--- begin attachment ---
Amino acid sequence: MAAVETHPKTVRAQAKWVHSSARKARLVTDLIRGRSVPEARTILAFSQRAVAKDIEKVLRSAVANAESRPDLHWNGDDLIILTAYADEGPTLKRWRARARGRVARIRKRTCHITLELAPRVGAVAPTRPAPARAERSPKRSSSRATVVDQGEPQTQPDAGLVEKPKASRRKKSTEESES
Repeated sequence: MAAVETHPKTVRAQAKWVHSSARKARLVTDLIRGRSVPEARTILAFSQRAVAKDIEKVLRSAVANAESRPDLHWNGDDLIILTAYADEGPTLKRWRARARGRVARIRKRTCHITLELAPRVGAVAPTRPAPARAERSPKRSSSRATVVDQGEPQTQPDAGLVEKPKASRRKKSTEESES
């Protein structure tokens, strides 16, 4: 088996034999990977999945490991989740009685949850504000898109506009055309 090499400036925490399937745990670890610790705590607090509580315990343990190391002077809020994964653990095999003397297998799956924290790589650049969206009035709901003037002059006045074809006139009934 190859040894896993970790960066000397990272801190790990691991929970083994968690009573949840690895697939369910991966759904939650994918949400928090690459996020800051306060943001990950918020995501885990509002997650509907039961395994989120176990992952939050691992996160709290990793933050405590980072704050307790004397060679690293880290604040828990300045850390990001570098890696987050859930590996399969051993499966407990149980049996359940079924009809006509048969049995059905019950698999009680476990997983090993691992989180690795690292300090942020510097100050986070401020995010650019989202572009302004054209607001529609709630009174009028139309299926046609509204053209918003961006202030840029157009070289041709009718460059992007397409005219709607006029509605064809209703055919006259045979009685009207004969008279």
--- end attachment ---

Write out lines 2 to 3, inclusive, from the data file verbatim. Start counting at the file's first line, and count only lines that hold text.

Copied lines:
Repeated sequence: MAAVETHPKTVRAQAKWVHSSARKARLVTDLIRGRSVPEARTILAFSQRAVAKDIEKVLRSAVANAESRPDLHWNGDDLIILTAYADEGPTLKRWRARARGRVARIRKRTCHITLELAPRVGAVAPTRPAPARAERSPKRSSSRATVVDQGEPQTQPDAGLVEKPKASRRKKSTEESES
């Protein structure tokens, strides 16, 4: 088996034999990977999945490991989740009685949850504000898109506009055309 090499400036925490399937745990670890610790705590607090509580315990343990190391002077809020994964653990095999003397297998799956924290790589650049969206009035709901003037002059006045074809006139009934 190859040894896993970790960066000397990272801190790990691991929970083994968690009573949840690895697939369910991966759904939650994918949400928090690459996020800051306060943001990950918020995501885990509002997650509907039961395994989120176990992952939050691992996160709290990793933050405590980072704050307790004397060679690293880290604040828990300045850390990001570098890696987050859930590996399969051993499966407990149980049996359940079924009809006509048969049995059905019950698999009680476990997983090993691992989180690795690292300090942020510097100050986070401020995010650019989202572009302004054209607001529609709630009174009028139309299926046609509204053209918003961006202030840029157009070289041709009718460059992007397409005219709607006029509605064809209703055919006259045979009685009207004969008279």